“More than half a million people have already signed a petition to the FDA asking for labeling of genetically engineered (GE) foods. Now, continuing that momentum, a new video by the director of Food, Inc. encourages consumers to fight for the right to know what is in their food. The video is a collaboration between filmmaker Robert Kenner and the Just Label It campaign.”
On Wednesday, September 28, 2011, the Ontario government won its appeal against biodynamic farmer, Michael Schmidt. The appeal reversed the former ruling, which confirmed cow share members’ right to obtain raw milk products. Justice Peter Tetley rejected Schmidt’s argument that providing raw milk to cow share owners who are aware of any health risks was his legal right.
Schmidt has been fighting for the right to provide raw milk at his Grey County farm ever since it was raided by government officials in 1994. The recent ruling convicts Michael on 15 of 19 charges and reverses last year’s lower court decision to acquit him of all charges. This latest judicial ruling basically endorses governmental interference of property ownership rights and violates basic human rights to food freedom. Continue reading
“This weekend, over 70 young farmers and farming enthusiasts came together for two days of inspiration and connection at Angelic Organics Farm and Learning Center in Caledonia, Illinois. As coordinator of the Biodynamic Association’sBiodynamic Initiative for the Next Generation (BING), I spearheaded the organizing of the event, with help from Upper Midwest CRAFT, Angelic Organics Farm and Learning Center, and several other young farmers.
Traveling from as far as Colorado, Ontario, and Missouri to the convergence in northern Illinois, participants gathered Saturday afternoon for an opening circle followed by a walking tour of Angelic Organics Farm with the farm’s famed founder, Farmer John Peterson (star of “The Real Dirt on Farmer John”). Continue reading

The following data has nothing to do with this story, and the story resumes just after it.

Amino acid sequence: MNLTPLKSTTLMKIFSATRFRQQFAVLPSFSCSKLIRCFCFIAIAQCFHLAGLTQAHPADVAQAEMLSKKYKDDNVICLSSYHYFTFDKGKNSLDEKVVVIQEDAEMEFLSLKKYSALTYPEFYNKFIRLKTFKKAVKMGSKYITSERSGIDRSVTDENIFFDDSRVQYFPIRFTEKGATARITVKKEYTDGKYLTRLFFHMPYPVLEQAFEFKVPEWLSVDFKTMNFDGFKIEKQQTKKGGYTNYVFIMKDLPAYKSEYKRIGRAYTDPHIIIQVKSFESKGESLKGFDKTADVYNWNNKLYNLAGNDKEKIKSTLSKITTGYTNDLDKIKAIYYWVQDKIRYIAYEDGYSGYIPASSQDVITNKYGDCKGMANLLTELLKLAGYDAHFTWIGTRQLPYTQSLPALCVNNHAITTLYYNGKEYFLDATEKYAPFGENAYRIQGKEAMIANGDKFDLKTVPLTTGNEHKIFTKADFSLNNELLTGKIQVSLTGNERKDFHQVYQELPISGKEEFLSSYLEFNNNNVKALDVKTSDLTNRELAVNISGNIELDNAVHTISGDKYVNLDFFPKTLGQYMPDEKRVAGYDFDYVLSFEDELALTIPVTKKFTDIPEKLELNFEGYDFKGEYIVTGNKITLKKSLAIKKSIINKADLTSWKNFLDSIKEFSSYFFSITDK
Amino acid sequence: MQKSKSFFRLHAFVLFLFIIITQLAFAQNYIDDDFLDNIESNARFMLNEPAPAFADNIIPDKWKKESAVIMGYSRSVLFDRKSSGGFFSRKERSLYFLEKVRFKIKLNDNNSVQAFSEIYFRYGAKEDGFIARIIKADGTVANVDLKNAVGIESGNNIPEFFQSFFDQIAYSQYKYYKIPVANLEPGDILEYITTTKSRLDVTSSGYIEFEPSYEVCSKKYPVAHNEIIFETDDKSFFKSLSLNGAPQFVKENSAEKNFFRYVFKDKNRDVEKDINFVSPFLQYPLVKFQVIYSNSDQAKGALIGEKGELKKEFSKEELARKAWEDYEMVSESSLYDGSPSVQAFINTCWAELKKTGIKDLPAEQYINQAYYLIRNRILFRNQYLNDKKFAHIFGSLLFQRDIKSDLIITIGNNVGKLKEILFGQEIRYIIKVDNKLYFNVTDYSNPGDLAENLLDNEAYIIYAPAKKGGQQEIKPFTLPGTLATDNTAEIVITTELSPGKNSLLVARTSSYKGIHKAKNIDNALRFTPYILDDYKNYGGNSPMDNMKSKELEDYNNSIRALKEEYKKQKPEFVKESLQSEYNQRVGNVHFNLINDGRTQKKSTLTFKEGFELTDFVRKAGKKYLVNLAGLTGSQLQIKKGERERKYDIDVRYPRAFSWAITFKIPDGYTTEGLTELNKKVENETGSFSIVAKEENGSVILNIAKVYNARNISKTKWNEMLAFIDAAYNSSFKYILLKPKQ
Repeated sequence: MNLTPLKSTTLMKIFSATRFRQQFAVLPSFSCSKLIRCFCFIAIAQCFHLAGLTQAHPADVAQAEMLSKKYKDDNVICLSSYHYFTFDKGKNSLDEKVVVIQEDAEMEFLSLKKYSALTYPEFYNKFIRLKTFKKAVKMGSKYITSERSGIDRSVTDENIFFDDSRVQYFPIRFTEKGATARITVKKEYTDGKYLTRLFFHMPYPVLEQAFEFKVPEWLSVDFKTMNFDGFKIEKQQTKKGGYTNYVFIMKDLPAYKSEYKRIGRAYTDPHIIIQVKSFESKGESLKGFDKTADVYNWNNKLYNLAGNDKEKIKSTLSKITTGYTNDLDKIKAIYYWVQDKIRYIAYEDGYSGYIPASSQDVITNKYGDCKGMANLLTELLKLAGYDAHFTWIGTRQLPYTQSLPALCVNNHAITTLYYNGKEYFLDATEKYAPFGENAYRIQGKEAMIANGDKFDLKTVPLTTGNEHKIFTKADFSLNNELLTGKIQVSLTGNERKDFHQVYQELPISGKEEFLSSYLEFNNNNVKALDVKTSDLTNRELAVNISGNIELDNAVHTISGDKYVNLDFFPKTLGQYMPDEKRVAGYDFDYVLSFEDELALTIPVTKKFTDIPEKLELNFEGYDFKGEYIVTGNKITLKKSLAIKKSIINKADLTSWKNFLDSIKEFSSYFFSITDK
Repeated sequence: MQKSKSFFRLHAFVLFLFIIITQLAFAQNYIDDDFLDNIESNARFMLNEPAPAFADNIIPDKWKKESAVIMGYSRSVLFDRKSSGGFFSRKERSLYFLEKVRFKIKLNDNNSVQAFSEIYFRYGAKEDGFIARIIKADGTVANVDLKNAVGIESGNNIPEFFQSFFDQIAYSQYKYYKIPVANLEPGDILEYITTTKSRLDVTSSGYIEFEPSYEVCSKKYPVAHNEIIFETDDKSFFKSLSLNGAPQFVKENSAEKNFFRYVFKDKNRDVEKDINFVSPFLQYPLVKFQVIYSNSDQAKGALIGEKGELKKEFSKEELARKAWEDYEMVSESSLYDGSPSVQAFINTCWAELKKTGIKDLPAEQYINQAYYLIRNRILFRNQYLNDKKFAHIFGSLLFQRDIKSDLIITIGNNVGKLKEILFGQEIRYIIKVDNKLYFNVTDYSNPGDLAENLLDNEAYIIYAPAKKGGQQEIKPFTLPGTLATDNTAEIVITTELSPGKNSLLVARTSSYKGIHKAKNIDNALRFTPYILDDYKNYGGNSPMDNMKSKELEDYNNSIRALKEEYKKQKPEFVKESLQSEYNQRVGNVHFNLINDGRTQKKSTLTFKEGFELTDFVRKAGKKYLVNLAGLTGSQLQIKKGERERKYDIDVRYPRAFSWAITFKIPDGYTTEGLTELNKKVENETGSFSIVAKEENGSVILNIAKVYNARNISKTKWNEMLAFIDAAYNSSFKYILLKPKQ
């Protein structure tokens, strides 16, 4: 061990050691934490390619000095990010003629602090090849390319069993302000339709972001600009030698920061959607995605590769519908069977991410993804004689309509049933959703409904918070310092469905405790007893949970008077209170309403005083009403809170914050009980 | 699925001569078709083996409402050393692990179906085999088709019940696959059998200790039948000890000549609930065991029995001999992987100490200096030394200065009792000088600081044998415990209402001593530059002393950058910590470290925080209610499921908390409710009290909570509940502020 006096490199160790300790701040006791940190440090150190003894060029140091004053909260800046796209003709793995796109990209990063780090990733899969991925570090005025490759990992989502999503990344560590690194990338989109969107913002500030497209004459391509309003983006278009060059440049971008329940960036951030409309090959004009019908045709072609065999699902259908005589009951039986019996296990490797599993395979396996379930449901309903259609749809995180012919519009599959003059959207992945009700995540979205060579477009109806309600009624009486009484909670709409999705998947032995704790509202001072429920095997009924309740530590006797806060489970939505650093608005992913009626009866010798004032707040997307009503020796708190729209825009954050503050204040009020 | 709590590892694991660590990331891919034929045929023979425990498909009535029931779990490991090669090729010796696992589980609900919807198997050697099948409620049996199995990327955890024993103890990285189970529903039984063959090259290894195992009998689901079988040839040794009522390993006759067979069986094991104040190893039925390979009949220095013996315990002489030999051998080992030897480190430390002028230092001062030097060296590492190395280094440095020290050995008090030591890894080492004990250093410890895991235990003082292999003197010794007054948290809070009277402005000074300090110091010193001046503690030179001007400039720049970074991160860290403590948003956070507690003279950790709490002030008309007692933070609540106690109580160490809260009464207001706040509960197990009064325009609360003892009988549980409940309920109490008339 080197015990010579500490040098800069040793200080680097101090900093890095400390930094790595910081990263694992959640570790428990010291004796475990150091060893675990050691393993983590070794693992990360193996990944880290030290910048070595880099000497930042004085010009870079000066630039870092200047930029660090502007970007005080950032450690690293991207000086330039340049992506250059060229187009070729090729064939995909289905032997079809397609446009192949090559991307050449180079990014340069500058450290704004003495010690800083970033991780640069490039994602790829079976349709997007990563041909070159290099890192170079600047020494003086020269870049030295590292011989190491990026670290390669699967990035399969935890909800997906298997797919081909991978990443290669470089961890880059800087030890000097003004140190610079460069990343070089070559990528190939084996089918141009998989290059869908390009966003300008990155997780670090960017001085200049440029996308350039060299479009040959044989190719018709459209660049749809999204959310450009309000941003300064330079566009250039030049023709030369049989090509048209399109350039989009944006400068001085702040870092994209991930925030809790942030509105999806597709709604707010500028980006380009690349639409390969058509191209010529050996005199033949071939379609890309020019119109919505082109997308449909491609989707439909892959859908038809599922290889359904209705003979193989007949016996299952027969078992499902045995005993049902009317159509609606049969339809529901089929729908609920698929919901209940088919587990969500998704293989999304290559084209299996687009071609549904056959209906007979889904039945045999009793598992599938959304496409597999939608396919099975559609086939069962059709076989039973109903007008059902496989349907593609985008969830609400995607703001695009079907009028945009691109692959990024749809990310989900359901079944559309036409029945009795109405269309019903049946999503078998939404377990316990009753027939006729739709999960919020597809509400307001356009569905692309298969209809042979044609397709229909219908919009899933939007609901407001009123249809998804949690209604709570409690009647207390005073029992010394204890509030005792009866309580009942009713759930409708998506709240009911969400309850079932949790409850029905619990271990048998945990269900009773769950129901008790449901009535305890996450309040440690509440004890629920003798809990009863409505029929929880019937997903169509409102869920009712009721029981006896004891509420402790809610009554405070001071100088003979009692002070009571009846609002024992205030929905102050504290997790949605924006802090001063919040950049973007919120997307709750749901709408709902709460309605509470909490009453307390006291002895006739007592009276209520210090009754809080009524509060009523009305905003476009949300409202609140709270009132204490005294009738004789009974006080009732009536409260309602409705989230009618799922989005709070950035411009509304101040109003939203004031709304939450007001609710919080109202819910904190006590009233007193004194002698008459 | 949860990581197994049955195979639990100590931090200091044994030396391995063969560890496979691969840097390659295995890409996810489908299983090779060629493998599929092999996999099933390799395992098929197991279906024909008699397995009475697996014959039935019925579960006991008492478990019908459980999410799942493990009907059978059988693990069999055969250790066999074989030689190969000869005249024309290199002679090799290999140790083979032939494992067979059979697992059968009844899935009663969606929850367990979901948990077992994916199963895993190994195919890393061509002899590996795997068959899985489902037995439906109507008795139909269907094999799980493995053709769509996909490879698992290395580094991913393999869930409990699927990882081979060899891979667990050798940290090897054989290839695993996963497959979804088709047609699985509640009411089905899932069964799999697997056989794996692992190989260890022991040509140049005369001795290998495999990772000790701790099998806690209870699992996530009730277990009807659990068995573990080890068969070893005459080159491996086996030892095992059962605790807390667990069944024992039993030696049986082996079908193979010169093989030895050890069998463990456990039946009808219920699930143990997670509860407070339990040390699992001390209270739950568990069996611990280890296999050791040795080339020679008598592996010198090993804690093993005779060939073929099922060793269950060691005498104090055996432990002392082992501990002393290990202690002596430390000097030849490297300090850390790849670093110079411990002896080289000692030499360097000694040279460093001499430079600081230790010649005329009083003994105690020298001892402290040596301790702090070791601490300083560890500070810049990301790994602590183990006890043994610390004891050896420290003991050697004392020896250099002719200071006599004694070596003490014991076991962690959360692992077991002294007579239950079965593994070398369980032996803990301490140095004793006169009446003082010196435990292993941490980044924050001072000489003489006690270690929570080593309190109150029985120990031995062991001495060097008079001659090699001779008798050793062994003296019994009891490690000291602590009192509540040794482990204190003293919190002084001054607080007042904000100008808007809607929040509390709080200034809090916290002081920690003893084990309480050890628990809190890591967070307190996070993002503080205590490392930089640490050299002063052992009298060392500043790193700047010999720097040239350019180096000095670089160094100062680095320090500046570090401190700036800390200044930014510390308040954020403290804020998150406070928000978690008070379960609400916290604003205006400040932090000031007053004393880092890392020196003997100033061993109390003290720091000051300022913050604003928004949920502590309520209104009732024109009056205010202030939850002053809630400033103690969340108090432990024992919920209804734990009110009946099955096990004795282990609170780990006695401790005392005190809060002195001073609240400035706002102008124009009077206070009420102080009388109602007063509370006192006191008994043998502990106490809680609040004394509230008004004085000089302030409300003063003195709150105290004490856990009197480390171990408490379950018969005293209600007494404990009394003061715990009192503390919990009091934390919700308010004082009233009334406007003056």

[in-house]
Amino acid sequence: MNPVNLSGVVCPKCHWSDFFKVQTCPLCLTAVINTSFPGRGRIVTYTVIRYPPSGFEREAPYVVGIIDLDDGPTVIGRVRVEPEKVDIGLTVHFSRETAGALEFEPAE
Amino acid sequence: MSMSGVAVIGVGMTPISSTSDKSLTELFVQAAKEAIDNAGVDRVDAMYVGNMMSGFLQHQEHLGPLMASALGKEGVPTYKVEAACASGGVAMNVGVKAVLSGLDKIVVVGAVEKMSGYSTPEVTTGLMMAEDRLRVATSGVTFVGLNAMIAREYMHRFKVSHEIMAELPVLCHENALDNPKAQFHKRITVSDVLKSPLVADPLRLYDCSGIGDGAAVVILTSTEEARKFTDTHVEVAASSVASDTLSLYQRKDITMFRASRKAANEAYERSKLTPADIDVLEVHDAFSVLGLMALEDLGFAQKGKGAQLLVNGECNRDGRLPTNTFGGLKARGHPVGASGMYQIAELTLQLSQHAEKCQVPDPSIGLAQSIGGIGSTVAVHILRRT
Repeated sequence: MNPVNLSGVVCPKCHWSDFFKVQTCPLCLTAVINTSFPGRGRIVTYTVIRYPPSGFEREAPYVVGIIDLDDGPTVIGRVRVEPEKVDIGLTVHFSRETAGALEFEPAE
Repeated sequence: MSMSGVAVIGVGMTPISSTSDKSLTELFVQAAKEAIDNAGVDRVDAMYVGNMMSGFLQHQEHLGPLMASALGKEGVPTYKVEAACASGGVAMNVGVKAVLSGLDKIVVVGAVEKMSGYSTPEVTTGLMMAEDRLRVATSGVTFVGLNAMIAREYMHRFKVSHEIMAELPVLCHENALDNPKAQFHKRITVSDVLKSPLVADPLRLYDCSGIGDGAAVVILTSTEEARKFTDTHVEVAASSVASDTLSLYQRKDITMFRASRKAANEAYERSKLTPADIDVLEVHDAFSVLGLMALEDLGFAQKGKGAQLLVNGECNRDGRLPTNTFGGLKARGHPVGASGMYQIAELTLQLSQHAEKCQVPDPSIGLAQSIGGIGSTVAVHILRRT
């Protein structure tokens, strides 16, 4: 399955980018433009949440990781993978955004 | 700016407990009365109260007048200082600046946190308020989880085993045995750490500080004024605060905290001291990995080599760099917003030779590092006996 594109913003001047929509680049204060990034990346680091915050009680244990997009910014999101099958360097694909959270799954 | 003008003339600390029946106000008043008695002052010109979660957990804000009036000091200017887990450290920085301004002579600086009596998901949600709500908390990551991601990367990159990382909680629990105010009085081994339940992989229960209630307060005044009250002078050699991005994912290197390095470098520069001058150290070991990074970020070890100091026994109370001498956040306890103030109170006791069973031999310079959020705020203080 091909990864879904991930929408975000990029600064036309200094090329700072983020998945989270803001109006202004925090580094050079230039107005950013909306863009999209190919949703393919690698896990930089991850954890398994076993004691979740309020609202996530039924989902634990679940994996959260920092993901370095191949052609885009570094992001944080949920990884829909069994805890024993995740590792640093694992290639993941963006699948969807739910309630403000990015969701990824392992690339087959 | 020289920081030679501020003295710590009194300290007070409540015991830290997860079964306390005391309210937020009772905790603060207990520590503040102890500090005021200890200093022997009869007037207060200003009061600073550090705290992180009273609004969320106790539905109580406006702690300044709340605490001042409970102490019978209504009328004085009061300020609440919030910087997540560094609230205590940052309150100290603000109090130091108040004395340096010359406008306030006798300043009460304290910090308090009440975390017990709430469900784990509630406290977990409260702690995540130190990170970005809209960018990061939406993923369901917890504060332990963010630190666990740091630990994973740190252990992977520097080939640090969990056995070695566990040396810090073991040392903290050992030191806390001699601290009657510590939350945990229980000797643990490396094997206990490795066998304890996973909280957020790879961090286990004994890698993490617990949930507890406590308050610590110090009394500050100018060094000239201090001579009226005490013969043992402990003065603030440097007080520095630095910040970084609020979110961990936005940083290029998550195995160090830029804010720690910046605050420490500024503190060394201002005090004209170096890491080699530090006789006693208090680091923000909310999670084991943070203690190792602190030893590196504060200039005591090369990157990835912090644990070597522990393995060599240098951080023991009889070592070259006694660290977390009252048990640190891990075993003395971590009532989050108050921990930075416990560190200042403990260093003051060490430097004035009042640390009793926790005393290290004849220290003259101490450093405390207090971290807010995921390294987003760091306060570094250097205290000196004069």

“The recent tragic events in Japan and news of increasing radiation fallout around the globe have led to a growing interest in past reports from Europe (primarily) of a possible role of the biodynamic preparations in protecting farms and food from radioactivity. Understandably, this is quite a “hot” topic in biodynamic circles, evoking much debate. Continue reading
Strengthening the heart of the food movement — Biodynamic farming and the recent de-regulation of GMO alfalfa
By Robert Karp
Executive Director, Biodynamic Farming & Gardening Association
The wider food movement, of which I consider the biodynamic movement to be an intimate and integral part, suffered two devastating blows the past month—blows which have evoked much pain and which deserve much reflection.
The first and most obvious blow was the USDA’s decision to deregulate genetically modified alfalfa and several other crops. The second, less obvious but no less important blow, was the widely circulated letter of Ronnie Cummings of the Organic Consumers Association claiming a kind of complicity among large players in the organic industry in these USDA decisions. (An alternative view can be found here.) The first blow was ecological, political and economic. The second blow cut right to the social heart of the food movement.
Is there a helpful light that can be shed on these events from a biodynamic perspective? Continue reading